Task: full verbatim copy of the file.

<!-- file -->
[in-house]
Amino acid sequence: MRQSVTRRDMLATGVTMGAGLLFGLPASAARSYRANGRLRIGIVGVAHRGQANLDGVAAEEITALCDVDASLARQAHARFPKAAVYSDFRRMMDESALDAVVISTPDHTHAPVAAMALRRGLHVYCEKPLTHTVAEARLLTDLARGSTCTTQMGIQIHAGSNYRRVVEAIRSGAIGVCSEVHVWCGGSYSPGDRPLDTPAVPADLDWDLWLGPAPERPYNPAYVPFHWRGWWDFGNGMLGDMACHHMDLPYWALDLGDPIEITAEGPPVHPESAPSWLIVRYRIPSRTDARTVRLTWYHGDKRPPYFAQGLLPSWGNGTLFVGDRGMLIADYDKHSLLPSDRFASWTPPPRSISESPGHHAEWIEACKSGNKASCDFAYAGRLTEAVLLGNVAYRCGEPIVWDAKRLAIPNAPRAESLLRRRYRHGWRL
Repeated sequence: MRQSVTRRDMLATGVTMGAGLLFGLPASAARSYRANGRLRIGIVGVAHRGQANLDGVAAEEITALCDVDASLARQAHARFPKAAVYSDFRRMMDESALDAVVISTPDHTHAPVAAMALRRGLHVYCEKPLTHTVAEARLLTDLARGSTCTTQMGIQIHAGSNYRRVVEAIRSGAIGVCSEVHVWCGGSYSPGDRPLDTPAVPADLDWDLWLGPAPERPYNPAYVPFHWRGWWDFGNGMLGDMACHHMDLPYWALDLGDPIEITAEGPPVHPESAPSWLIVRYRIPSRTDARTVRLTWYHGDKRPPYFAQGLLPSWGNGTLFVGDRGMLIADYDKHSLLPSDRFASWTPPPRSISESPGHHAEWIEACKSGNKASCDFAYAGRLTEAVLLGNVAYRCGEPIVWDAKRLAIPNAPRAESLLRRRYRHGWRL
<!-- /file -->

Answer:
[in-house]
Amino acid sequence: MRQSVTRRDMLATGVTMGAGLLFGLPASAARSYRANGRLRIGIVGVAHRGQANLDGVAAEEITALCDVDASLARQAHARFPKAAVYSDFRRMMDESALDAVVISTPDHTHAPVAAMALRRGLHVYCEKPLTHTVAEARLLTDLARGSTCTTQMGIQIHAGSNYRRVVEAIRSGAIGVCSEVHVWCGGSYSPGDRPLDTPAVPADLDWDLWLGPAPERPYNPAYVPFHWRGWWDFGNGMLGDMACHHMDLPYWALDLGDPIEITAEGPPVHPESAPSWLIVRYRIPSRTDARTVRLTWYHGDKRPPYFAQGLLPSWGNGTLFVGDRGMLIADYDKHSLLPSDRFASWTPPPRSISESPGHHAEWIEACKSGNKASCDFAYAGRLTEAVLLGNVAYRCGEPIVWDAKRLAIPNAPRAESLLRRRYRHGWRL
Repeated sequence: MRQSVTRRDMLATGVTMGAGLLFGLPASAARSYRANGRLRIGIVGVAHRGQANLDGVAAEEITALCDVDASLARQAHARFPKAAVYSDFRRMMDESALDAVVISTPDHTHAPVAAMALRRGLHVYCEKPLTHTVAEARLLTDLARGSTCTTQMGIQIHAGSNYRRVVEAIRSGAIGVCSEVHVWCGGSYSPGDRPLDTPAVPADLDWDLWLGPAPERPYNPAYVPFHWRGWWDFGNGMLGDMACHHMDLPYWALDLGDPIEITAEGPPVHPESAPSWLIVRYRIPSRTDARTVRLTWYHGDKRPPYFAQGLLPSWGNGTLFVGDRGMLIADYDKHSLLPSDRFASWTPPPRSISESPGHHAEWIEACKSGNKASCDFAYAGRLTEAVLLGNVAYRCGEPIVWDAKRLAIPNAPRAESLLRRRYRHGWRL